SID-Ulator Sound Module

The SID-Ulator Sound Module is a sound card for the RC2014 based around the nano SwinSID b emulator. This firmware emulates either a MOS6581 or MOS8580 Sound Interface Device – or SID chip. It has a simple addressing scheme with standard ports on D4/D5 or alternatively A4/A5. The pre-soldered SMD components can be disguised with an optional 28DIP IC. Audio output is via a 3.5mm headphone jack.

SID-Ulator PCB Render

This module uses an addressing scheme based around the Why Em-Ulator Sound Module so that both can coexist together. An ATMega88 emulating the now rare and expensive SID chips has the benefit of not relying on hardware that went out of production decades ago.

Thumbnail of SID-Ulator schematic

Click image to open PDF schematic

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Assembly is pretty straightforward, and similar to most other RC2014 modules. Start with the lowest components and work your way up. The ICs and IC sockets have a notch in one end which should line up with the silkscreen. The large electrolytic capacitors should also be lined up so the white stripe aligns with the white marking on the PCB.

The 28 pin DIP socket is optional. You can use this to mount a dummy chip to hide the surface mount components. None of the pins are connected to anything, so no damage will be caused to either the chip or the components. This is a great place to mount a non-functional SID, but any chip can be used. Why not use an AY-3-8912 and prank your friends!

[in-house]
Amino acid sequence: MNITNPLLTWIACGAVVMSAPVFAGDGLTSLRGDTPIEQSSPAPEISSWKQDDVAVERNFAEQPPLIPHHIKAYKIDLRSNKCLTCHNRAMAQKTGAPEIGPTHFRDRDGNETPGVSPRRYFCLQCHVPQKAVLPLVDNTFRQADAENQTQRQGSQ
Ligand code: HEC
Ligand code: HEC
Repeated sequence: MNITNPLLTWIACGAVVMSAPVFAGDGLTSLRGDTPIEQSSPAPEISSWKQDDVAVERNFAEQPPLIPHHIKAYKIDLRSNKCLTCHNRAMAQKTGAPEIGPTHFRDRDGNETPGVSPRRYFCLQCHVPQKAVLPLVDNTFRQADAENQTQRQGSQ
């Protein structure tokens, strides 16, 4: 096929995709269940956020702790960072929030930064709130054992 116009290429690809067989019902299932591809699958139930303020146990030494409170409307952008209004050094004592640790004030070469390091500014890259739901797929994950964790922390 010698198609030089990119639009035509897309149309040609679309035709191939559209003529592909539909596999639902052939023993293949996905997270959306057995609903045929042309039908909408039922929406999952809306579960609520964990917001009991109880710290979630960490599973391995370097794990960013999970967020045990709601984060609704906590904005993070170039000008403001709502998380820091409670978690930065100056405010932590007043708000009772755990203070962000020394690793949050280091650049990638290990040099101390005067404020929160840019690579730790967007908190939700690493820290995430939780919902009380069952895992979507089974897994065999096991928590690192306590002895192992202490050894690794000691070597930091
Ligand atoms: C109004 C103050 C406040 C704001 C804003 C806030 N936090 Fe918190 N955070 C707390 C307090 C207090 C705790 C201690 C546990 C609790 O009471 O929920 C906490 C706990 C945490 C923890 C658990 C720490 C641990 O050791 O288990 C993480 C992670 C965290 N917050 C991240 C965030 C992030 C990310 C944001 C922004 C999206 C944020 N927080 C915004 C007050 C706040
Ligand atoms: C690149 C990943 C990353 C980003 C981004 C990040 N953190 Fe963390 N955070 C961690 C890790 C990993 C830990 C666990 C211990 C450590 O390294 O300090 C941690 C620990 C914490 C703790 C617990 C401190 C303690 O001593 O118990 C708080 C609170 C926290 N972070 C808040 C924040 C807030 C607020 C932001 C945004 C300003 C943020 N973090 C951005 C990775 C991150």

Note that whilst the solder-blob-jumper to select between 8580 and 6581 can be accessed after the 28 DIP socket is installed, it is easier to do so beforehand.


The addressing is handled by an ’86, ‘138 and a ‘688. Firstly, the ’86 XORs A6 with A5 and also A6 with A4. This means that the 010 and 101 pattern formed in the port address D4/D5 and A4/A5 can be identified. (It will also identify ports 54/55 and 24/25 too. More on that later). An ‘866 comparitor is then used to look at A7, A3, WR, M1 and IORQ. If these match the levels on the other side of the ‘866 then the ‘138 !E0 will be enabled. !E1 is tied to ground, thus already enabled. And E2 is enabled by either A4 or A5. This will determine if the D4/D5 or A4/A5 addressing is used. The output of the ‘138 is determined by address A0, A1 and A2. This logic will give 8 possible outputs, of which the one which matches D4 (or A4 or 54 or 24 depending on previous logic) will enable a ‘374. The 374 is used for the register selection of the SID. The one which matches D5 (or A5 or 55 or 25 depending on previous logic) will enable the ATMega88.

The emulation is done using the SwinSID firmware on an ATMega88 and the circuit used is almost identical to the nano SwinSID b, with the only significant change being a crystal used in place of an oscillator. For the history of the SwinSID, Micro SwinSID and nano SwinSID b, please check out Toalemons page They have been very helpful and kind in sharing that knowledge.

The 6502 used in the Commodore used the SID as a memory mapped device appearing from 0xD400 to 0xD424 and data could be POKEd to those addresses. The Z80, however, has memory addressing for memory and I/O port addressing for I/O. So the register address (from 0x00 to 0x24) is written to port D4 and the data written to D5. See the Programming section later. To achieve this, the pins on the ATMega88 which would have gone to the address bus on the C64, instead go to the ‘374. The pins on the ATMega88 which would have gone to the data bus on the C64 now go to the RC2014 data bus.